The European Medicines Agency, on Wednesday, said that blood clots should be listed as a "very rare" side effect of the AstraZeneca coronavirus vaccine as AstraZeneca's COVID-19 vaccine continue to outweigh the risks.
"No specific risk factors, including age, have been identified for thrombosis with the AstraZeneca shot, which could stem from an immune response," the European Medicines Agency (EMA) said in a statement.
However, the agency was asked questions about its findings as several European countries have discouraged the use of the vaccine in younger people due to the clots.
"EMA's safety committee has concluded today that unusual blood clots with low blood platelets should be listed as very rare side effects" of the AstraZeneca jab, the Amsterdam-based regulator said in a statement.
EMA chief Emer Cooke stressed that people should continue to take the vaccine as part of the battle against the disease.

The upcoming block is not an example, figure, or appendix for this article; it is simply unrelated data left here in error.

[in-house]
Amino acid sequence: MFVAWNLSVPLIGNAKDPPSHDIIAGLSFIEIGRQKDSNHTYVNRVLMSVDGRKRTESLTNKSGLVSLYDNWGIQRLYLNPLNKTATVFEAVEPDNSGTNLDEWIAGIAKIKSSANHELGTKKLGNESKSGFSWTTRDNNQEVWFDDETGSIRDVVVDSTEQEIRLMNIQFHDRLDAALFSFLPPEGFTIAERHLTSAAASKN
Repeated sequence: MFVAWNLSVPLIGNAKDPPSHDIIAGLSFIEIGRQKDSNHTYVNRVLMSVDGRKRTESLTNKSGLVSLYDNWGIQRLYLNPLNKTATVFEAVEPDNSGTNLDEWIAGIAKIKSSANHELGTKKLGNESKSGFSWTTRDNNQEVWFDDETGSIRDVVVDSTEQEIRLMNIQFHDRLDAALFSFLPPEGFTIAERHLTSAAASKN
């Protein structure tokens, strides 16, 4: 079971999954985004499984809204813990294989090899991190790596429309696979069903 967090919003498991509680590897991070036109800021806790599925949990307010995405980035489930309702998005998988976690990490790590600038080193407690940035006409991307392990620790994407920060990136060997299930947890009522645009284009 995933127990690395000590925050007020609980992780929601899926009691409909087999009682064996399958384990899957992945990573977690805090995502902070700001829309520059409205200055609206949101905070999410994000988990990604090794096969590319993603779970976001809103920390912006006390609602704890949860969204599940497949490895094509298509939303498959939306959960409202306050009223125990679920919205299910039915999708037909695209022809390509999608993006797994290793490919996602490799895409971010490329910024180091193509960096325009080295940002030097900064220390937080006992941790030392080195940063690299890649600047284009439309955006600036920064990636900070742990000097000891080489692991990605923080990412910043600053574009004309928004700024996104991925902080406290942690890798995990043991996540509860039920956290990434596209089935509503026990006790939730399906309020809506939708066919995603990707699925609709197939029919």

"The safety committee has confirmed that the benefits of the AstraZeneca vaccine in preventing COVID-19 overall outweigh the risk of side effects," Cooke told a virtual news conference.
"It is saving lives."
European countries have reported dozens of cases of people with clots in blood vessels draining from the brain after receiving jabs, some of them fatal.
"The evidence we had did not allow us to draw any causal link between the different gender or age groups," Cooke said.
"A plausible explanation for these rare side effects is an immune response to the vaccine."
The EMA studied 86 blood clotting cases, 18 of which were fatal, out of around 25 million people in Europe and Britain who received the AstraZeneca vaccine. Most of the cases were in women aged under 60.
A British government panel said on Wednesday that most people under 30 should be offered an alternative to the AstraZeneca jab, but the EMA said it did not have the evidence to make a similar recommendation.